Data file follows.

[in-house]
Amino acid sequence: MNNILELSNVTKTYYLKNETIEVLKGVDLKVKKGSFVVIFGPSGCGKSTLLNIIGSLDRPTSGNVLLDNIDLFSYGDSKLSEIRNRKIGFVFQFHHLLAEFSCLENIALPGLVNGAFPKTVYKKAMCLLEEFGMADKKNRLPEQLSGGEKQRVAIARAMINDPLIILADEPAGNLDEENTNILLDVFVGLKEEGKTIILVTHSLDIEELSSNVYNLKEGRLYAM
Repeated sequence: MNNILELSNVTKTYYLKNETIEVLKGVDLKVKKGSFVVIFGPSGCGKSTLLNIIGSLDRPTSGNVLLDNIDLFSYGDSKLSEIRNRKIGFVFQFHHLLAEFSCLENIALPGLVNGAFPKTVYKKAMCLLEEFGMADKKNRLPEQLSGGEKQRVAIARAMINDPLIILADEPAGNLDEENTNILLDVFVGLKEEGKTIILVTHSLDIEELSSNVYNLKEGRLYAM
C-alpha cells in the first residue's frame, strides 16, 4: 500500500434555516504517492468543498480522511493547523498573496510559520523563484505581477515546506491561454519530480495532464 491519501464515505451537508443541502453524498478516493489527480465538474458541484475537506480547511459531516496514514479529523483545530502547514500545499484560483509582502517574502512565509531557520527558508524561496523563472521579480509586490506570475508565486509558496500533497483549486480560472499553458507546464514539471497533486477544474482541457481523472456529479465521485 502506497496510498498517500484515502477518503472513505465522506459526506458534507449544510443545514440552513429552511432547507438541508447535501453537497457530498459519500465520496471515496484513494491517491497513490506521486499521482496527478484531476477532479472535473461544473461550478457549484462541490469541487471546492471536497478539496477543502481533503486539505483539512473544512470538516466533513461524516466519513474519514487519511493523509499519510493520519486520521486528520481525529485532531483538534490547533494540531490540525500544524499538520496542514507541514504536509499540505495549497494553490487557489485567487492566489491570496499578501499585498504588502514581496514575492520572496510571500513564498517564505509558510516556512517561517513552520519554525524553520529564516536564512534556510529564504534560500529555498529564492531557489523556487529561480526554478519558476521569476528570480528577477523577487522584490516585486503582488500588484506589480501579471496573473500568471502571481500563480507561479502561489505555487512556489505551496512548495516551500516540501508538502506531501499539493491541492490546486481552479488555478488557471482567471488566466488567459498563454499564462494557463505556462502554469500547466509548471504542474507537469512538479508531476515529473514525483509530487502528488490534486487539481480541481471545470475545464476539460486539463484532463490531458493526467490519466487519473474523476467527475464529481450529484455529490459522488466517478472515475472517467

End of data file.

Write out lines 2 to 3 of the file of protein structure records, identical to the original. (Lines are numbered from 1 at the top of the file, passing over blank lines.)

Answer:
Amino acid sequence: MNNILELSNVTKTYYLKNETIEVLKGVDLKVKKGSFVVIFGPSGCGKSTLLNIIGSLDRPTSGNVLLDNIDLFSYGDSKLSEIRNRKIGFVFQFHHLLAEFSCLENIALPGLVNGAFPKTVYKKAMCLLEEFGMADKKNRLPEQLSGGEKQRVAIARAMINDPLIILADEPAGNLDEENTNILLDVFVGLKEEGKTIILVTHSLDIEELSSNVYNLKEGRLYAM
Repeated sequence: MNNILELSNVTKTYYLKNETIEVLKGVDLKVKKGSFVVIFGPSGCGKSTLLNIIGSLDRPTSGNVLLDNIDLFSYGDSKLSEIRNRKIGFVFQFHHLLAEFSCLENIALPGLVNGAFPKTVYKKAMCLLEEFGMADKKNRLPEQLSGGEKQRVAIARAMINDPLIILADEPAGNLDEENTNILLDVFVGLKEEGKTIILVTHSLDIEELSSNVYNLKEGRLYAM